Proposed changes to Health Canada’s medical marijuana program would require information on all patients and doctors to be disclosed.
Announced last week, the new rules would force companies that sell medical marijuana to submit information about their patients’ medical documents — and the doctors that provided them — to provincial medical licensing bodies twice a year.
The aim is to protect the MMPR program against abuse and ensure that provincial bodies “have the ability to monitor for high dosages, multiple medical authorizations and multiple registrations with licensed producers, and can take appropriate action such as investigation, or discipline,” explains a Health Canada release.
Required information would include the practitioner’s name, address and professional licence number, daily quantity of marijuana supported, period of use, the date the document was issued, and basic patient information.
The MMPR amendments are open to public comment until July 13. The changes come as many colleges of physicians warn their members to think twice before participating in Health Canada’s new program.
Under regulations that took effect in April, doctors have been handed the responsibility of deciding who is eligible for medical marijuana. Patients must obtain a medical document, similar to a prescription, in order to purchase marijuana from one of 13 Licensed Producers.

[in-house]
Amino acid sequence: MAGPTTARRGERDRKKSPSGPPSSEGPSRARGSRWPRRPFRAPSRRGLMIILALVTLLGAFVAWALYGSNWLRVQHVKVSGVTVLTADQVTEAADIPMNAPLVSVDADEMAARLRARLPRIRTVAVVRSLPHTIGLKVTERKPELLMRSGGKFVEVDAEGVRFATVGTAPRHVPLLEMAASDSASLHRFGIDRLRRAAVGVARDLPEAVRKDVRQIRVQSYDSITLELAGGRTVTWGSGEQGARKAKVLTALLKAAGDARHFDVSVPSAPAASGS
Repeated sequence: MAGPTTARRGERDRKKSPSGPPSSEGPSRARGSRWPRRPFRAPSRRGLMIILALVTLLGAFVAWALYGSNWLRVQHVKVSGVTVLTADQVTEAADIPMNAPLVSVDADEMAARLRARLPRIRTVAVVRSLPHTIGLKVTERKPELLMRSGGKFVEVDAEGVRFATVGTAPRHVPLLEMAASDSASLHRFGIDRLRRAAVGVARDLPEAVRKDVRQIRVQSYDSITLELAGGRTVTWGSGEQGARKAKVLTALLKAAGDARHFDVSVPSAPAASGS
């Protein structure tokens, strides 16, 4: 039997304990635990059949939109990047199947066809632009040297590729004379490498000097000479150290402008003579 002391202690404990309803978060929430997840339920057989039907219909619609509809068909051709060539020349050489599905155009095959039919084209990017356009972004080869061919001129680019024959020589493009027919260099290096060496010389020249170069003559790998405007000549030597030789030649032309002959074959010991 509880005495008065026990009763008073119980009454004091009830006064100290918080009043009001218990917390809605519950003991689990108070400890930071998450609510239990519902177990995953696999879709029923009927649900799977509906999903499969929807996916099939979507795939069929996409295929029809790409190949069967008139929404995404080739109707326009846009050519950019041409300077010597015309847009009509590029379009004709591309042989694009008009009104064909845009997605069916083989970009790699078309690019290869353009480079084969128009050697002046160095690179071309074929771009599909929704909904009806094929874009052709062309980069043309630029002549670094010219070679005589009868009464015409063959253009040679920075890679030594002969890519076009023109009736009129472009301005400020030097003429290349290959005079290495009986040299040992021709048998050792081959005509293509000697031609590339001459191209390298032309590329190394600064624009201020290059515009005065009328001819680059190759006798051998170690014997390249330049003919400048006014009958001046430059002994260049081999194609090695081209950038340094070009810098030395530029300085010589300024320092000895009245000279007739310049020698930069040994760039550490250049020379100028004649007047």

But according to Canadian Medical Association President Dr. Hugo Francescutti, the CMA maintains the stance that “there is insufficient scientific evidence to support the use of marijuana for clinical purposes.”
“So if you are about to authorize access to marijuana you better really have the evidence that shows that it has some beneficial impact for your patient, because if something untoward happens you will be held to quite a high standard,” he warns.
Likewise, Health Canada states that it “does not endorse the use of marijuana” and offers no guidance on acceptable prescribing practices.
Already, a few doctors that were early adopters of the MMPR are reportedly under scrutiny by the College of Physicians and Surgeons of Ontario.
On the other hand, more than 5,000 patients have been enrolled in the new program since it began. Health Canada projects this number to reach 400,000 by 2024.
According to government figures, nearly 40,000 patients were registered under the old medical marijuana program with over 5,000 doctors — or 7% of physicians nationwide — providing support for their authorizations.